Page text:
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The death of an Australian tourist on an LA roadway has led to safety improvements Down Under.
James Rapley was riding on Temescal Canyon while on an extended layover at LAX on his way back home for the holidays five years ago when he was run down by a stoned and distracted driver who drifted into the bike lane.
Now one of his best friends has developed a camera system designed to catch distracted drivers, and keep anyone else from dying needlessly.
The system, from a company called Acusensus, works like a red light camera, capturing photos of distracted drivers and mailing them tickets.
While no tickets have been issued yet, a four week test of the technology this past October captured an average of 11,000 drivers a day using their phones illegally.
Something like that would probably require a law change here. But it might finally get California drivers to put down their damn phones and pay attention to the road ahead of them.
And possibly avoid thousands of needless deaths and injuries every year.
Then maybe Rapley’s death won’t have been in vain.
On a related note, I worked with Councilmember Mike Bonin’s office and LADOT to push for a parking-protected bike lane on the uphill side of Temescal Canyon where Rapley was killed.
However, the plan LADOT developed for a road diet on Temescal with a protected bike lane on the uphill side and a separated bike lane on the downhill side met local opposition from Palisades homeowners in its only public presentation.
And was quietly shelved following the tumult over the Playa del Rey road diets in Bonin’s district.
Let’s hope sanity returns someday, and the plan can be revived before anyone else gets killed.
‘Tis the season.
A couple dozen Idaho kids got new bikes, along with free helmets, air pumps and water bottles in a holiday giveaway.
Hundreds of Detroit kids got free refurbished bikes and helmets from Free Bikes 4 Kids.
A Roman Catholic priest, one of 700 selected by Pope Francis to travel the world doing good deeds, gave every 2nd grader in a Kentucky school a new bike and helmet from Trek.
A London neighborhood sees over 500 cycling Santas turn out on BMX bikes.
Horrifying security video captures the moment an Australian bicyclist was run down from behind by a driver high on meth, who then continues on to hit a pedestrian and another car.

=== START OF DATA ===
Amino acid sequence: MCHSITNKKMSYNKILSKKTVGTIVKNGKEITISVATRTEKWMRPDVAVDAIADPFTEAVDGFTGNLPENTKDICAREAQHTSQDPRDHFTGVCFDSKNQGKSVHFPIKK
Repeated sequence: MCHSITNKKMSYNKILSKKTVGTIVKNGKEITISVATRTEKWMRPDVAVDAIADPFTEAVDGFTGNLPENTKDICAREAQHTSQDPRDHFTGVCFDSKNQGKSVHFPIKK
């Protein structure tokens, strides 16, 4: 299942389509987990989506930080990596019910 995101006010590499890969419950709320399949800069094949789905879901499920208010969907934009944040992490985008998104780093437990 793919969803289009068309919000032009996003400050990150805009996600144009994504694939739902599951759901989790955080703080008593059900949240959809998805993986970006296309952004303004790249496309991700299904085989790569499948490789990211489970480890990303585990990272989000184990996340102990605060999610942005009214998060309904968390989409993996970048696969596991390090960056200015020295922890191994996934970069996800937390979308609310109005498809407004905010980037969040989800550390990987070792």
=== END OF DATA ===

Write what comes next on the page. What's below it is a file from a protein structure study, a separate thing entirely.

No word on whether the victim was injured, or how badly.
But fair warning, before you push play, be sure this is something you really want to see. The video is graphic and disturbing, and you can’t unsee it.
This is how Vision Zero is supposed to work. After a man was critically injured in a hit-and-run while riding on La Tuna Canyon with his adult son last year, Los Angeles officials unveiled a new separated bike lane and other safety improvements along the dangerous roadway.
This is the cost of traffic violence. Two nine-year old girls are battling for their lives after suffering “massive” head trauma in a street racing crash; one driver was arrested, while the other fled the scene.
Bird briefly flocked to Redondo Beach on Thursday, only to have its wings clipped and unceremoniously ordered to get the flock out of town by Sunday.
Seriously, don’t kill the newts. Thanks to Megan Lynch for the heads-up.
San Diego’s Holiday Joy Ride shines a light on safety improvements in the city, with many new projects set to be unveiled in the coming year.
North San Diego County bicyclists rode to honor bike and pedestrian safety advocate Roberta Walker, who was critically injured in a crash while riding her bike recently.
After a bike rider was killed by a speeding driver on Ramon Road in Rancho Mirage, local bicyclists express their concerns about the dangerous roadway. And the local TV station offers tips on how bicyclists can stay safe, without a single word on how drivers should slow down and avoid killing people.
An Oakland news site operated by the UC Berkeley Graduate School of Journalism offers a video report on the latest plan to complete the bike path on the Bay Bridge.